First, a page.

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 More on how to start :)
Author: contragirl 
Date:   2005-05-26 03:38

Are there any good sources on the web that can help me learn more klezmer. Like maybe written out parts of common melodies? (Just so I don't have to go out and buy a book). hehe

Oh, I also forgot to ask: Are there specific scales/modes that are commonly used in klezmer? I noticed while trying to play along with a few songs that they have many similar notes... like in the same key.

Thanks again!
CG



Post Edited (2005-05-26 03:40)

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 Re: More on how to start :)
Author: Steve Epstein 
Date:   2005-05-26 05:04

Google Ari's Klezmer Shack. Google Tara Publications. Heck, google Mel Bay. Also, near where you are, in Bethesda or Silver Spring, I forget which (I'm from the Philly area) are several fine Judaica stores, which carry tune books. Not open Friday evening or on Saturday but open Sunday and weekdays.

There are modes, freyggish, in particular. You can learn about those from resources available on those websites.

Steve Epstein

Post Edited (2005-05-26 05:06)

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 Re: More on how to start :)
Author: buedsma 
Date:   2005-05-26 11:09

http://www.bueds.be/webmuziek


Free klezmer music and sites : mostly in english / and some theory articles / and some vide/audio from music groups

see also in the section Listen :Klezmer met video/audio

Th eparts that you proably can't read are dutch :-)

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 Re: More on how to start :)
Author: Ralph Katz 
Date:   2005-05-30 00:41

Try this article with music from Michele Gingras:

http://www.clarinet-saxophone.asn.au/articles/klezmer.pdf

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 Re: More on how to start :)
Author: music_is_life 
Date:   2005-06-03 17:41

there are 2 different modes tyically used in klezmer, (though it's not a standard rule), and they're the most common. the hebrew names are "ahava raba" and "misheberakh"

ahava raba = the Greek phrygian mode. it sounds major...or a minor with a lowered 2nd and raised 3rd. like D, Eb, F#, G, A, Bb, C, D
misheberakh = minor. the pattern is W,H, Aug 2nd, H, W, H, W
...minor with a raised 4th and a raised 6th
(the augmented 2nd is what makes this music sound jewish)

-Lindsie



Post Edited (2005-06-04 02:53)

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 Re: More on how to start :)
Author: Steve Epstein 
Date:   2005-06-04 00:11

music_is_life wrote:


> (the augmented 2nd is what makes this music sound jewish)

Gee, I thought it made it sound Turkish, or Arabic, or Greek, or Romanian, or...what do I know?

> btw- d minor is the main key for all music

Hmm, guess I'll have to stop playing all the klezmer that's in other keys.

Steve Epstein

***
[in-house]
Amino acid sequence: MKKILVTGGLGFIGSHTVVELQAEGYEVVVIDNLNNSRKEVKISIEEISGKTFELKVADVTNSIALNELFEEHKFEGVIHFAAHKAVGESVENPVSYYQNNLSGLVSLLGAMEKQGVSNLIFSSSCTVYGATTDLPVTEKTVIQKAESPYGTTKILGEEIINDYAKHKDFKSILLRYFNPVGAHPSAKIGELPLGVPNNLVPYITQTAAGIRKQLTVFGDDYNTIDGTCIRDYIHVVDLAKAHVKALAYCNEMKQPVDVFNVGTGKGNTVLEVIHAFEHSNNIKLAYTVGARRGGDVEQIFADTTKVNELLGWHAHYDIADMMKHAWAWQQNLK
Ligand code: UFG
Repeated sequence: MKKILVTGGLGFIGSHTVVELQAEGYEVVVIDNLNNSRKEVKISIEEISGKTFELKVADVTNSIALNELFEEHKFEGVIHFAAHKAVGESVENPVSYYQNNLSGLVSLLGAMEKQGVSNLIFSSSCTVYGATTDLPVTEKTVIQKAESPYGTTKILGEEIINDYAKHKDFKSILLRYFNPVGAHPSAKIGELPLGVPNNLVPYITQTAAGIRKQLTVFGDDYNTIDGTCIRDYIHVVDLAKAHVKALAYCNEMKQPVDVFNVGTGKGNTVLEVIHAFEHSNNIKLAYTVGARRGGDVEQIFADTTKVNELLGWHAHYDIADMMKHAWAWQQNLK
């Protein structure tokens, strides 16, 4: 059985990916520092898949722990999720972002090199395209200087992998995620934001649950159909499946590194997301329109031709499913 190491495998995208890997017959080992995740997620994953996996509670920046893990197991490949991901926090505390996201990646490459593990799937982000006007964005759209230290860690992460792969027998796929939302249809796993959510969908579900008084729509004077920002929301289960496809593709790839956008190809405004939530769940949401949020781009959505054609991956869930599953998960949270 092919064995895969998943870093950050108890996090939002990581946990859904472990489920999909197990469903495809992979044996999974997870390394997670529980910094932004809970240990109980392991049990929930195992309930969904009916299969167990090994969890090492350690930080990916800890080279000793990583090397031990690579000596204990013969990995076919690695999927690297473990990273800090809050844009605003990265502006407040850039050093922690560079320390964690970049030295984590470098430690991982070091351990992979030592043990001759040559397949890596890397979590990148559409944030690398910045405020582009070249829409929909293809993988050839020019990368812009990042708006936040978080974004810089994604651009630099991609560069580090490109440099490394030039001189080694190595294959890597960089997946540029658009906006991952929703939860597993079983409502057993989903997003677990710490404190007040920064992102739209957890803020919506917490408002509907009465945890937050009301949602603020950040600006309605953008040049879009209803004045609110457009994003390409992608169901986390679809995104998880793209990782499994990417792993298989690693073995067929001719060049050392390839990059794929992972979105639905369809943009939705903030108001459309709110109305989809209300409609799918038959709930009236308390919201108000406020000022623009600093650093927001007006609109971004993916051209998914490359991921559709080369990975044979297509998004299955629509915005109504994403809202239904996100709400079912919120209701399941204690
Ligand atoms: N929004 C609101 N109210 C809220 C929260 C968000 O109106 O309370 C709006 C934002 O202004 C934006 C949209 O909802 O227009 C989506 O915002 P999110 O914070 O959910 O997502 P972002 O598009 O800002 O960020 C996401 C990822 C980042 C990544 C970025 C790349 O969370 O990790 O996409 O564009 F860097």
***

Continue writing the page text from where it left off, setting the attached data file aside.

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 Re: More on how to start :)
Author: music_is_life 
Date:   2005-06-04 02:06

wow, mr. literal. are we not talking jewish music? sure, the augmented 2nd could make it sound...turkish...I guess...but I wasn't really refering to anything else. Klezmer has a certain sound to it. If you throw the augmented second into that scale, it makes it sound jewish, no?

sorry, I knew that d minor= main key was blanket...but I did not say there are no other keys. or that you should stop playing in other keys.

[ Snipped - No ad hominem attacks - GBK ]


-Lindsie



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 Re: More on how to start :)
Author: Steve Epstein 
Date:   2005-06-04 08:42

music_is_life wrote:

> wow, mr. literal. are we not talking jewish music? sure, the
> augmented 2nd could make it sound...turkish...I guess...but I
> wasn't really refering to anything else. Klezmer has a certain
> sound to it. If you throw the augmented second into that scale,
> it makes it sound jewish, no?
>
> sorry, I knew that d minor= main key was blanket...but I did
> not say there are no other keys. or that you should stop
> playing in other keys.


You can augment or diminish and you can play in any key you like. None of that makes anything sound Jewish, Greek, or ethnic of any kind. What makes something sound sound klezmer is your understanding of the style and skills in conveying it. For example, I can make the very old English folk tune Childgrove sound like an ancient Hebrew melody :) Click here http://trillian.mit.edu/~jc/music/abc/FindTune.html, plug in Childgrove and hit "find" to see the tune. I do it by wailing and bending notes. But Childgrove is really one of those early music numbers with harmonies in open fifths. Other such tunes I can turn into jazz by just by making them sound that way, by wailing and bending differently. The gifted klezmer clarinettist Margo Leverett has a CD where she makes old-time Appalachian tunes sound klezmer, while old-time fiddlers can do the reverse with klezmer tunes. It has little to do with the key or the mode.

Steve Epstein

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